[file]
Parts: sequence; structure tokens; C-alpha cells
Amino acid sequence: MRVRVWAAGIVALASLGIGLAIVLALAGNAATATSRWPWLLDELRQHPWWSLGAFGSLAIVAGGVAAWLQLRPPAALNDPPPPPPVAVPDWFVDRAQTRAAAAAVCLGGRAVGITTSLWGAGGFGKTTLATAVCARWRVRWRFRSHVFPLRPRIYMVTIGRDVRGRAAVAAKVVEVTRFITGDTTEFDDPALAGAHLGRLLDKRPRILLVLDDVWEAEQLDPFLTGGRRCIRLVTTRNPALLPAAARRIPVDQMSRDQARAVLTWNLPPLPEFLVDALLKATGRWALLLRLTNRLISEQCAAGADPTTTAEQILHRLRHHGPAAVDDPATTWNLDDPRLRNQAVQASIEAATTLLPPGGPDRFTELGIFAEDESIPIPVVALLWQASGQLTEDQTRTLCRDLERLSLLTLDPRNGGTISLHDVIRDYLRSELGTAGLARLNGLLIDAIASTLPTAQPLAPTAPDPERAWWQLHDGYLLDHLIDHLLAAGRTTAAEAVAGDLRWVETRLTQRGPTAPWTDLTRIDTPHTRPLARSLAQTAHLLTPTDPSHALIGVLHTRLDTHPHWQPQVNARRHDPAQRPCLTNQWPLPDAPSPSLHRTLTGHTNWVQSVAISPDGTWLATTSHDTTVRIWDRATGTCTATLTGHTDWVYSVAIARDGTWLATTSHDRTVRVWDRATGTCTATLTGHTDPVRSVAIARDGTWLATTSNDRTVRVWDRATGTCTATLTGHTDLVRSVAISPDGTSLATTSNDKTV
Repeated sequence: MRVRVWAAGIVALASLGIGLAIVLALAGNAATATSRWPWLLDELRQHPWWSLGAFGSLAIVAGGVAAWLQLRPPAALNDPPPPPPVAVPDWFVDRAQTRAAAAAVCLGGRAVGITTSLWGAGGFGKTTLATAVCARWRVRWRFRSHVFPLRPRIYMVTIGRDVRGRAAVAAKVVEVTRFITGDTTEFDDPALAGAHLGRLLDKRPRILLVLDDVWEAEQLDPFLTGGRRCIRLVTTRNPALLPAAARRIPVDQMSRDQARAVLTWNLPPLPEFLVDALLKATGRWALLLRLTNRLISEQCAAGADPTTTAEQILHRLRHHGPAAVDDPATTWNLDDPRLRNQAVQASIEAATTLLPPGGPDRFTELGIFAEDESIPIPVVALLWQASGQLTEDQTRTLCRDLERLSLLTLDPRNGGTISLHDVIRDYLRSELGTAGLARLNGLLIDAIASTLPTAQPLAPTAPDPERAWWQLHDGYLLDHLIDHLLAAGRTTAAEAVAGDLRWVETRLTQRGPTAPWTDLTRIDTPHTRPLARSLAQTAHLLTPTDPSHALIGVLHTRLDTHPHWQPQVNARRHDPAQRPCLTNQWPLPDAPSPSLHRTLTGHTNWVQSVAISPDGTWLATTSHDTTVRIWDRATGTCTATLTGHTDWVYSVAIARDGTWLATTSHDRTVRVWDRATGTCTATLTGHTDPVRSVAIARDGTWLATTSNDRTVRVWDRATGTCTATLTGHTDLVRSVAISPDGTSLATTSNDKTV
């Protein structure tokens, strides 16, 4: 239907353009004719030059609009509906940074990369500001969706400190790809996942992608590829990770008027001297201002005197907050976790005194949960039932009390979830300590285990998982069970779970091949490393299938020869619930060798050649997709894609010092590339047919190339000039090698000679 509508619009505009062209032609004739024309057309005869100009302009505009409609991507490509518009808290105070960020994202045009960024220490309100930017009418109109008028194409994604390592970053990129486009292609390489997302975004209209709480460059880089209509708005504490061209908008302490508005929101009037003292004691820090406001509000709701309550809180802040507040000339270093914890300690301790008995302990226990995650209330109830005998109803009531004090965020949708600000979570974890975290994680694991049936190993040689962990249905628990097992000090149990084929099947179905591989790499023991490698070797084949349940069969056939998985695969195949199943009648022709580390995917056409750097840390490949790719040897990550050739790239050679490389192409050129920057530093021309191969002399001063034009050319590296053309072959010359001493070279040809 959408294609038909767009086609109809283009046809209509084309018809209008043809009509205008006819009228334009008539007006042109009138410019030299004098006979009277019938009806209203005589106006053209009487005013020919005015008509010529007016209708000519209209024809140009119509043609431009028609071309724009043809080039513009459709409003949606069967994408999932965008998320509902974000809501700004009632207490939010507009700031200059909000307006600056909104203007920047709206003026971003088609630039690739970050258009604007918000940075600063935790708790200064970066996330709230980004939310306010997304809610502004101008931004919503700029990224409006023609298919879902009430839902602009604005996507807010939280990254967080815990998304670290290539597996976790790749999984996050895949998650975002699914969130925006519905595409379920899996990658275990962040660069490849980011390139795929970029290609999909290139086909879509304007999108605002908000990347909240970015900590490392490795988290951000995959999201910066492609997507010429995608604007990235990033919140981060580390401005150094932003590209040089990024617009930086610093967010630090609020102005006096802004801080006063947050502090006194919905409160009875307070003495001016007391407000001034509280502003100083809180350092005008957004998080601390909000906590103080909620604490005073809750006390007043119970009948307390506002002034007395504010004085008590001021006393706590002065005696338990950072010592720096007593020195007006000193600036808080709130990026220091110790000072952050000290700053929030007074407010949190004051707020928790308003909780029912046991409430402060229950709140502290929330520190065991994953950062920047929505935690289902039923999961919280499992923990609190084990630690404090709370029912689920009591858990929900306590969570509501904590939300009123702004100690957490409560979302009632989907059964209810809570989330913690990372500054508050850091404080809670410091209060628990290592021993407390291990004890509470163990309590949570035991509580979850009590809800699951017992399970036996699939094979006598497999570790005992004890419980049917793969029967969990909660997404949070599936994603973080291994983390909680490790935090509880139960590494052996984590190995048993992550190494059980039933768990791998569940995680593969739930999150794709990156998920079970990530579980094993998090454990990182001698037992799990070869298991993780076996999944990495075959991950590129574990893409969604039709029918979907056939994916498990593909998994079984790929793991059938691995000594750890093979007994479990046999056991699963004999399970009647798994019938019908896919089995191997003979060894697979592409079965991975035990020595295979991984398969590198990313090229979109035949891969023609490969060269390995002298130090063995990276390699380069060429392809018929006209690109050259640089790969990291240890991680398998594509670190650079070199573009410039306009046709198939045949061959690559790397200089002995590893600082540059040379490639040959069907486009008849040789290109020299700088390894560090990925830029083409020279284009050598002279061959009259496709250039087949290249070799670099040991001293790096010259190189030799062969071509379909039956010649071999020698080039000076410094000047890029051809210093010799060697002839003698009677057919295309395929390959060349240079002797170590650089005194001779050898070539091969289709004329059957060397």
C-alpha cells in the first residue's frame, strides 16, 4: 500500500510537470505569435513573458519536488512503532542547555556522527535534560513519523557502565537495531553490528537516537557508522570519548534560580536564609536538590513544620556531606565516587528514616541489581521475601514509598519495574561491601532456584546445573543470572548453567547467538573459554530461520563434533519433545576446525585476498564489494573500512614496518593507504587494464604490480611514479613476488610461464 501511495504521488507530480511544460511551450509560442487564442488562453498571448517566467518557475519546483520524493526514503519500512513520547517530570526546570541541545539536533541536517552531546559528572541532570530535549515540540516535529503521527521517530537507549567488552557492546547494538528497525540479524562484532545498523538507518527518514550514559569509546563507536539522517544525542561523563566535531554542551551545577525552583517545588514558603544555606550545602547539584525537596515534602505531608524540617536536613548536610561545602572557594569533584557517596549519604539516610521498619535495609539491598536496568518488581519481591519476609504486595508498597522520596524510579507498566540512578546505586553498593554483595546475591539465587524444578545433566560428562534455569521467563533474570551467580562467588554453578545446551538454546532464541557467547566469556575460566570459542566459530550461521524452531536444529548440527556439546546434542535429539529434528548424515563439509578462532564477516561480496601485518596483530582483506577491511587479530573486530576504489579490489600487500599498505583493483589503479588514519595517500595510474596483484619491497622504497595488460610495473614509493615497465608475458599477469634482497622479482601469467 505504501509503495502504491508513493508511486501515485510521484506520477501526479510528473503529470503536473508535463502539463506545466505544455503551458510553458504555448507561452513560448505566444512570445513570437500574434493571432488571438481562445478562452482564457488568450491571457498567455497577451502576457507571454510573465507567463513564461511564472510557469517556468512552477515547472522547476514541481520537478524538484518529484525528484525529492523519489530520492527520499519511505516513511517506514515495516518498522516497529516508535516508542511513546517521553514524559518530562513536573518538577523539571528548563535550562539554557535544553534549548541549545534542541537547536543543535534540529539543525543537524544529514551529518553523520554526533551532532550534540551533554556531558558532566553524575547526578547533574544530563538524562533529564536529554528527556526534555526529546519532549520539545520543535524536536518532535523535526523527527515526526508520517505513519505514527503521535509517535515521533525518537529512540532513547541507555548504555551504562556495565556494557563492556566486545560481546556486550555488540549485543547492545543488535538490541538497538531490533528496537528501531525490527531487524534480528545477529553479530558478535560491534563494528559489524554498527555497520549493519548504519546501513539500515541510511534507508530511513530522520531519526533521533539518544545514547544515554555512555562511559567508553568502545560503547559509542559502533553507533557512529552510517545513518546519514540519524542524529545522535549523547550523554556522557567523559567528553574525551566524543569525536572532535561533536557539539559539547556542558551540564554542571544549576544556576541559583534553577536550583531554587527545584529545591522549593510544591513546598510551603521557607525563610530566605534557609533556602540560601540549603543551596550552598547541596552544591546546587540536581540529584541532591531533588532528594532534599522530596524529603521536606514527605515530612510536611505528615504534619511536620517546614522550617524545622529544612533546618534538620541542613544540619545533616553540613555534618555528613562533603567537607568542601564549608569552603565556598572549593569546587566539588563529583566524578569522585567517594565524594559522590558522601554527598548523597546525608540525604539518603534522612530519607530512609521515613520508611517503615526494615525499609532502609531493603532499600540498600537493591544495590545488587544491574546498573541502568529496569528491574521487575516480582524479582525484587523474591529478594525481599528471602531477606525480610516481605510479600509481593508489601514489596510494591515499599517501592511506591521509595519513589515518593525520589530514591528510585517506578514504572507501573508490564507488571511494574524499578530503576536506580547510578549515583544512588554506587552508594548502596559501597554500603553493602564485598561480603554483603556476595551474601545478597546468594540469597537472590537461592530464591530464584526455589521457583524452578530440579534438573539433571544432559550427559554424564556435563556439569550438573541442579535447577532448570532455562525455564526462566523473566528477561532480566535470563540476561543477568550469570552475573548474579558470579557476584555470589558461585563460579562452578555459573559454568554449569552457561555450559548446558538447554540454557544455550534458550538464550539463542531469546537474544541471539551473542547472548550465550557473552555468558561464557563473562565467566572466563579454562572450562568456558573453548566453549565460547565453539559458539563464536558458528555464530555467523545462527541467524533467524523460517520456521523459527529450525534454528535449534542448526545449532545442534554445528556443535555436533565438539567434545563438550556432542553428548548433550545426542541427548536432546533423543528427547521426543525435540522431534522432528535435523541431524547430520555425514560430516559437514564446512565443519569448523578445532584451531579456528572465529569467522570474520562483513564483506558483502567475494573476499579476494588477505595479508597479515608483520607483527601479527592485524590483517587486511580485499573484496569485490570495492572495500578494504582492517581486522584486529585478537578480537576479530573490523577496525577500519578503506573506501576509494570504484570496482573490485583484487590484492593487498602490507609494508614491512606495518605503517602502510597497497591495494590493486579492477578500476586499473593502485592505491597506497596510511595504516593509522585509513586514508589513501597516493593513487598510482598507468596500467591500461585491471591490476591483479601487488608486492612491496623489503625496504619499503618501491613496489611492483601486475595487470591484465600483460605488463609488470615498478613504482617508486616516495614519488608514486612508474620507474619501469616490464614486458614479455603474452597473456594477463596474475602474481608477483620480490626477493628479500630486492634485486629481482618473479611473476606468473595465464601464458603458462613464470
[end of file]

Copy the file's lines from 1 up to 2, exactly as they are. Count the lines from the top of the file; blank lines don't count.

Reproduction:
Parts: sequence; structure tokens; C-alpha cells
Amino acid sequence: MRVRVWAAGIVALASLGIGLAIVLALAGNAATATSRWPWLLDELRQHPWWSLGAFGSLAIVAGGVAAWLQLRPPAALNDPPPPPPVAVPDWFVDRAQTRAAAAAVCLGGRAVGITTSLWGAGGFGKTTLATAVCARWRVRWRFRSHVFPLRPRIYMVTIGRDVRGRAAVAAKVVEVTRFITGDTTEFDDPALAGAHLGRLLDKRPRILLVLDDVWEAEQLDPFLTGGRRCIRLVTTRNPALLPAAARRIPVDQMSRDQARAVLTWNLPPLPEFLVDALLKATGRWALLLRLTNRLISEQCAAGADPTTTAEQILHRLRHHGPAAVDDPATTWNLDDPRLRNQAVQASIEAATTLLPPGGPDRFTELGIFAEDESIPIPVVALLWQASGQLTEDQTRTLCRDLERLSLLTLDPRNGGTISLHDVIRDYLRSELGTAGLARLNGLLIDAIASTLPTAQPLAPTAPDPERAWWQLHDGYLLDHLIDHLLAAGRTTAAEAVAGDLRWVETRLTQRGPTAPWTDLTRIDTPHTRPLARSLAQTAHLLTPTDPSHALIGVLHTRLDTHPHWQPQVNARRHDPAQRPCLTNQWPLPDAPSPSLHRTLTGHTNWVQSVAISPDGTWLATTSHDTTVRIWDRATGTCTATLTGHTDWVYSVAIARDGTWLATTSHDRTVRVWDRATGTCTATLTGHTDPVRSVAIARDGTWLATTSNDRTVRVWDRATGTCTATLTGHTDLVRSVAISPDGTSLATTSNDKTV